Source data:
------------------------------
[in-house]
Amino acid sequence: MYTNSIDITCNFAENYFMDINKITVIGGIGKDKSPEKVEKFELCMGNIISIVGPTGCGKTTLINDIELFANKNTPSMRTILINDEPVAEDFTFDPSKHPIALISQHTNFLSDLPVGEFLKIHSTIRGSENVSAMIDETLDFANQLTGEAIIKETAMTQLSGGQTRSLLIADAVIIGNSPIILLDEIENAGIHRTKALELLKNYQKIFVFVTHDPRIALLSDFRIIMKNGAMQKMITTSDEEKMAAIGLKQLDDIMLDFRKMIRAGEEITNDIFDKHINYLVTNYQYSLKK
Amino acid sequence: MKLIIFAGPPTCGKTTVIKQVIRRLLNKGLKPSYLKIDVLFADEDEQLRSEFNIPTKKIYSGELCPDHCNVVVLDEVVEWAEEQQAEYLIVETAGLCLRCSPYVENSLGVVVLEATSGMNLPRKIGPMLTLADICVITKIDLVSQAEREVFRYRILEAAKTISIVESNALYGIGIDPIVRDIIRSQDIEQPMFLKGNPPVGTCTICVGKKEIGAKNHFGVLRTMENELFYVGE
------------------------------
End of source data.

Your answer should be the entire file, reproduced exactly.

[in-house]
Amino acid sequence: MYTNSIDITCNFAENYFMDINKITVIGGIGKDKSPEKVEKFELCMGNIISIVGPTGCGKTTLINDIELFANKNTPSMRTILINDEPVAEDFTFDPSKHPIALISQHTNFLSDLPVGEFLKIHSTIRGSENVSAMIDETLDFANQLTGEAIIKETAMTQLSGGQTRSLLIADAVIIGNSPIILLDEIENAGIHRTKALELLKNYQKIFVFVTHDPRIALLSDFRIIMKNGAMQKMITTSDEEKMAAIGLKQLDDIMLDFRKMIRAGEEITNDIFDKHINYLVTNYQYSLKK
Amino acid sequence: MKLIIFAGPPTCGKTTVIKQVIRRLLNKGLKPSYLKIDVLFADEDEQLRSEFNIPTKKIYSGELCPDHCNVVVLDEVVEWAEEQQAEYLIVETAGLCLRCSPYVENSLGVVVLEATSGMNLPRKIGPMLTLADICVITKIDLVSQAEREVFRYRILEAAKTISIVESNALYGIGIDPIVRDIIRSQDIEQPMFLKGNPPVGTCTICVGKKEIGAKNHFGVLRTMENELFYVGE